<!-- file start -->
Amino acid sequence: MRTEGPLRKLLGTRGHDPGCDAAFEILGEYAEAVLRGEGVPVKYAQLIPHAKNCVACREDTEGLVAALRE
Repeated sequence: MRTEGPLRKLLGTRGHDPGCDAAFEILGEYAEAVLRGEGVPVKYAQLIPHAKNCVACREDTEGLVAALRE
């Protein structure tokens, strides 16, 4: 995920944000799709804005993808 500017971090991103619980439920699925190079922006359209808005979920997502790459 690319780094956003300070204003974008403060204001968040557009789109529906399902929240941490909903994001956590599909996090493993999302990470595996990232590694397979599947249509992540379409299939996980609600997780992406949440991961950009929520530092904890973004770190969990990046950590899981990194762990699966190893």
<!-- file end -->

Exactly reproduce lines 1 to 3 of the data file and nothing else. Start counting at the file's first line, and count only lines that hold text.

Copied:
Amino acid sequence: MRTEGPLRKLLGTRGHDPGCDAAFEILGEYAEAVLRGEGVPVKYAQLIPHAKNCVACREDTEGLVAALRE
Repeated sequence: MRTEGPLRKLLGTRGHDPGCDAAFEILGEYAEAVLRGEGVPVKYAQLIPHAKNCVACREDTEGLVAALRE
């Protein structure tokens, strides 16, 4: 995920944000799709804005993808 500017971090991103619980439920699925190079922006359209808005979920997502790459 690319780094956003300070204003974008403060204001968040557009789109529906399902929240941490909903994001956590599909996090493993999302990470595996990232590694397979599947249509992540379409299939996980609600997780992406949440991961950009929520530092904890973004770190969990990046950590899981990194762990699966190893």